The Strandkorb – Distinctly German

August is beach season, and a “sun-sand-sea-and-wind holiday”on Germany’s North Sea and Baltic beaches almost always involves renting a Strandkorb. These distinctly German beach baskets allow their occupants to soak up the sun while avoiding the scouring sand that frequently travels the windswept beaches. Besides, a Strandkorb quickly becomes “home away from home” when beachgoers build a low wall of sand–called a castle–around their basket and decorate it with seashells. For generations, Germany’s beaches have been dotted with legions of these beach baskets each summer.

What is a Strandkorb?

A Strandkorb is a sturdy, adjustable armchair for two, made from wicker, cane and/or wood and allows its occupants to curl up in the basket’s interior or to soak up the sun’s last rays while all stretched out. A small built-in table makes it possible to lunch or dine at water’s edge. But the Strandkorb is much more than a utilitarian piece of furniture. It is a uniquely constructed piece of art that comes with many options, such as drawers at the base that serve as foot rests and storage, backward-tilting roofs, armrests with foldaway trays, heated seats and rainproof covers. There are even special models for children and pets.

Strandkorb around 1950 , Photo © J. Elke Ertle 2014, www.walled-in-berlin.com

Strandkorb around 1950 Photo © J. Elke Ertle 2014, www.walled-in-berlin.com

Strandkorb History

In 1882, the noble woman Elfriede von Maltzahn asked Wilhelm Bartelmann, chief basket maker to the Imperial Court of Emperor Wilhelm I, to built her a beach chair.  She asked for protection from excessive sun and wind while accommodating her rheumatism. Mr. Bartelmann designed a large, canopied, single-seated armchair. Considering that beach furniture was unheard of prior to 1882, Mrs. von Maltzahn’s Strandkorb became the envy of beachgoers in Warnemuende that year, the sea resort on the Baltic Sea she frequented. Encouraged by the enthusiastic reception of his armchair, Bartelmann designed a two-seater the following year, and his wife opened a beach basket rental service. Since then, the Strandkorb hasn’t left the German beach scene.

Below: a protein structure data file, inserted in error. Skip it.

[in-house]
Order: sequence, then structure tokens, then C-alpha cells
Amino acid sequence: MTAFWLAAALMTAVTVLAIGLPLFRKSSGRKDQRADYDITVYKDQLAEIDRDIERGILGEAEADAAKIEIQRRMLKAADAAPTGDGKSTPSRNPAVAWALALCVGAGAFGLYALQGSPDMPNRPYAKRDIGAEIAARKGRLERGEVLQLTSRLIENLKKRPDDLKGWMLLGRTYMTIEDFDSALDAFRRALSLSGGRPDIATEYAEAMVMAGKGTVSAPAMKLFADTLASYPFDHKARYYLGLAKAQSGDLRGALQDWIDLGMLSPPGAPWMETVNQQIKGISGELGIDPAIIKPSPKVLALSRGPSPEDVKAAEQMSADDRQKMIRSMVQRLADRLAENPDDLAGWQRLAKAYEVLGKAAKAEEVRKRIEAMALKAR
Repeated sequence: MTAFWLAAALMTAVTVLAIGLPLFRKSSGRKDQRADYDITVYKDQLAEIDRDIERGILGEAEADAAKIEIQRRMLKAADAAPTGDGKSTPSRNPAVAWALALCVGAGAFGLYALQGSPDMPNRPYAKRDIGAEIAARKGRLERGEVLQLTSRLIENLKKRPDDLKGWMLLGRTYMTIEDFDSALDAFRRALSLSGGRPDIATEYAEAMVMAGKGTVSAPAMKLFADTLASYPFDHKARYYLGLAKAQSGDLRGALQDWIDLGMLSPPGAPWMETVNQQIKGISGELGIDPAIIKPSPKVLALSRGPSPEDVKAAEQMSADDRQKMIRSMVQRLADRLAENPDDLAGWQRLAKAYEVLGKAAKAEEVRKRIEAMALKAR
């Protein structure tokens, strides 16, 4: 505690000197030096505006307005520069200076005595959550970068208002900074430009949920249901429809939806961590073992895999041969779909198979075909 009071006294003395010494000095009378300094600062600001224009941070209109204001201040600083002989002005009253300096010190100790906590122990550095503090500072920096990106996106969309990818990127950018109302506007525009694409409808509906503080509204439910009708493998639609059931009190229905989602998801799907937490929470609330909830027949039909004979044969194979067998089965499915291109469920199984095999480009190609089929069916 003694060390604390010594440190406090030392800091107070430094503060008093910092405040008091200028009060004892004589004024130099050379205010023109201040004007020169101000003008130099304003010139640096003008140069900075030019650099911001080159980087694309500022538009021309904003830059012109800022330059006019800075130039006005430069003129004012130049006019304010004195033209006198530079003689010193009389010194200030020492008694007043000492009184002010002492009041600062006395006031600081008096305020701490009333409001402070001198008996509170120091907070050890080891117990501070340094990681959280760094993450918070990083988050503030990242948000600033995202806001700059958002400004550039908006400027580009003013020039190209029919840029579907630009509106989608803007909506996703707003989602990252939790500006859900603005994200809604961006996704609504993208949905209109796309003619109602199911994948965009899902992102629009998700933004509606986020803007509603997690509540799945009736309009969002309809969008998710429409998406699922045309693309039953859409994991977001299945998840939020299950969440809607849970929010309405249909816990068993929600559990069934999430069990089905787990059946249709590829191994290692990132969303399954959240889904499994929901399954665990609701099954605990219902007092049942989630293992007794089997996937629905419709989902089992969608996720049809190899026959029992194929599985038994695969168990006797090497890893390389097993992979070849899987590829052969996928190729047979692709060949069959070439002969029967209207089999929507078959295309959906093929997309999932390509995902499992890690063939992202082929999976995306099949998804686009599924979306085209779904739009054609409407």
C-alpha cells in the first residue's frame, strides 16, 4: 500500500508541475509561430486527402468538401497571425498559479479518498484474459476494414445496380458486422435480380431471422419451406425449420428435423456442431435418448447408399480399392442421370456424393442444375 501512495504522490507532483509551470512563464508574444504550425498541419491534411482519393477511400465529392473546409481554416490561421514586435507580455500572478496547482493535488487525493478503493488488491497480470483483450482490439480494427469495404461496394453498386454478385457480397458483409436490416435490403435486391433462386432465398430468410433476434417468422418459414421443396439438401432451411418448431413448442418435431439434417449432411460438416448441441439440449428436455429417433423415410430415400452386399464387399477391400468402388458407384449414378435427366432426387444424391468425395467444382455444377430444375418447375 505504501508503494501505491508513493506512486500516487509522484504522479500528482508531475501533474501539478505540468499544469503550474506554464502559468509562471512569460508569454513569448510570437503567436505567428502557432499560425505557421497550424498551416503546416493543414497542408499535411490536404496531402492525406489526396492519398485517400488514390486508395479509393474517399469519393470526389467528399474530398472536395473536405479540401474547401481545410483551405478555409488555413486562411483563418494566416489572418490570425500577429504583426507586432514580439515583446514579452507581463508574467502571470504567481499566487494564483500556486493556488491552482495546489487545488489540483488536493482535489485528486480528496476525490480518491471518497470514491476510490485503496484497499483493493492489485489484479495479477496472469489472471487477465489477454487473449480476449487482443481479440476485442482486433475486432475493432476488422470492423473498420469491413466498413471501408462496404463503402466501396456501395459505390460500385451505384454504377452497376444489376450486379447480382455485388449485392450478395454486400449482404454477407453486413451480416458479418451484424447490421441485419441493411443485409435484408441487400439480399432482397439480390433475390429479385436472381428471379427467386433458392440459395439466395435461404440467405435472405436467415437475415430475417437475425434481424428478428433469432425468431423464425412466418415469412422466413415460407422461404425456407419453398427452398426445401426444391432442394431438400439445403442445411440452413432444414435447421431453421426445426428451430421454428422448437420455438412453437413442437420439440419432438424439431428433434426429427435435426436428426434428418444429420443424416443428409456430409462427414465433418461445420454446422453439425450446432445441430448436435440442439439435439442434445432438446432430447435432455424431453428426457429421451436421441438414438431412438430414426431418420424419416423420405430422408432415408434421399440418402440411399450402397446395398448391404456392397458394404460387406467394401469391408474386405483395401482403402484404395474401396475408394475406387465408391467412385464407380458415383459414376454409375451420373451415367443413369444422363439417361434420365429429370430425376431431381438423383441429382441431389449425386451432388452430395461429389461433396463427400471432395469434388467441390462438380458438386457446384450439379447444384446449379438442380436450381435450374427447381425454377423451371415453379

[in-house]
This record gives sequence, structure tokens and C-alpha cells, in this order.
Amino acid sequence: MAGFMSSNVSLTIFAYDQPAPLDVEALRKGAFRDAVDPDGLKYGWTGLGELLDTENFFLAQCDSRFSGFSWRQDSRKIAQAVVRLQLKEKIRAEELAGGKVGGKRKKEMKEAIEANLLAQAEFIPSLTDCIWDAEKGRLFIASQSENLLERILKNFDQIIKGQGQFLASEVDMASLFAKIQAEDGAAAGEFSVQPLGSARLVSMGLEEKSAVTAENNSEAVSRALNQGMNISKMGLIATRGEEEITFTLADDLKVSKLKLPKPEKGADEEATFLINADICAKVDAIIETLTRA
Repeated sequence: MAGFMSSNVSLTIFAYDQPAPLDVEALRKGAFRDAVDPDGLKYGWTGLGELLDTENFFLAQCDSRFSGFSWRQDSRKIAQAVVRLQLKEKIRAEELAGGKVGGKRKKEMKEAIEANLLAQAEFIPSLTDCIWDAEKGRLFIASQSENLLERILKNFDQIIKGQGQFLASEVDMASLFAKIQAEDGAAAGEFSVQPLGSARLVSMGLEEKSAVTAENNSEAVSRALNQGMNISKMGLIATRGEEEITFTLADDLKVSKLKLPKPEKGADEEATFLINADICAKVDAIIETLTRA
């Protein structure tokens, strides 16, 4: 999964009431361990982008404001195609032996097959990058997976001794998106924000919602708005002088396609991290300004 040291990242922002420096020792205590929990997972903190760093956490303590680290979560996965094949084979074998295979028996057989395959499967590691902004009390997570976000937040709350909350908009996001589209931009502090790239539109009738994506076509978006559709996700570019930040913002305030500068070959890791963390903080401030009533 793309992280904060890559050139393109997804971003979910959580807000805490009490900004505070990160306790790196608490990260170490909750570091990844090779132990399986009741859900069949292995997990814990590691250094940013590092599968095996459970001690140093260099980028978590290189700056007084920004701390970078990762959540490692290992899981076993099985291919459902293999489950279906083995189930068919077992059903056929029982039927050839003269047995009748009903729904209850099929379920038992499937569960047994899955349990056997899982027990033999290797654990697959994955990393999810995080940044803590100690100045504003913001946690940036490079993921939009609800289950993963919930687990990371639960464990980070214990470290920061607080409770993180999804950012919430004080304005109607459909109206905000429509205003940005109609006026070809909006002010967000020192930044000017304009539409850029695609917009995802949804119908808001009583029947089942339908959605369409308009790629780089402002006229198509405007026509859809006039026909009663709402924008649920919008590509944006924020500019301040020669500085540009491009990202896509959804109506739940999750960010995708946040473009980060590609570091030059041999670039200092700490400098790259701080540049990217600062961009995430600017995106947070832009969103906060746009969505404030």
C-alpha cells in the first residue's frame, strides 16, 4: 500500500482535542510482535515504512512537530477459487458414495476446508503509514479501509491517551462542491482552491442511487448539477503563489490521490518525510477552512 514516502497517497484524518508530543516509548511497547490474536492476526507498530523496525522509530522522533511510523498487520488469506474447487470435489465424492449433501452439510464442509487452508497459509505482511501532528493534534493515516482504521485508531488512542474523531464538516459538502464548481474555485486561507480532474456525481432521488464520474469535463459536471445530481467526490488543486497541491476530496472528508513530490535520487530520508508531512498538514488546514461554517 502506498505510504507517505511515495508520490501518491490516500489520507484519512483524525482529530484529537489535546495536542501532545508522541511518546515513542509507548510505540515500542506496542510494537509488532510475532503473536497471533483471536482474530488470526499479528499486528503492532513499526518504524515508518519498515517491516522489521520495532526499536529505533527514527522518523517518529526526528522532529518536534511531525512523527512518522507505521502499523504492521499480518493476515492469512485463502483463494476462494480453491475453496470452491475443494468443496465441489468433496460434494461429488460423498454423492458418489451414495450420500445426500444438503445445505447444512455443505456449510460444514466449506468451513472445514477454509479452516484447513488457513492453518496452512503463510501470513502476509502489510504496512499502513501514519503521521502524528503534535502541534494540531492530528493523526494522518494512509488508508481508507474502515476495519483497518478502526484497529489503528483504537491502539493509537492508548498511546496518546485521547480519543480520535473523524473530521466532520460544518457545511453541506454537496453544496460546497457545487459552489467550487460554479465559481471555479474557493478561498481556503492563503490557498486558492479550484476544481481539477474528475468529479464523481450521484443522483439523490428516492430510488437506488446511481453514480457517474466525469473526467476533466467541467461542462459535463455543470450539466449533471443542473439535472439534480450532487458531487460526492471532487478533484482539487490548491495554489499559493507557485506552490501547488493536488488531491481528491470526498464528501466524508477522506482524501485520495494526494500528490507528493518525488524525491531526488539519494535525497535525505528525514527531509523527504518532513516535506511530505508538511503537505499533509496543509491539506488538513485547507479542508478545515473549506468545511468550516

The Strandkorb Today

Todays Baltic and North Sea beaches are dotted with more than 70,000 of these covered wicker beach baskets. Two distinct variations have evolved: The straight angular North Sea Strandkorb and the rounded Baltic Sea model. But these beach baskets are no longer relegated exclusively to the beach. You also see them on balconies and patios. A friend of mine received a Strandkorb as a retirement present and uses it to relax in her garden. Despite their weight (up to 200 lbs), the baskets are shipped all over the world. It takes around $700-$3,000 plus shipping costs to become the proud owner of a Strandkorb.

 

For a sneak peek at the first 20+ pages of my memoir, Walled-In: A West Berlin Girl’s Journey to Freedom, click “Download a free excerpt” on the home page of http://www.walled-in-berlin.com. Walled-In is a story of growing up in Berlin during the Cold War.

 

 

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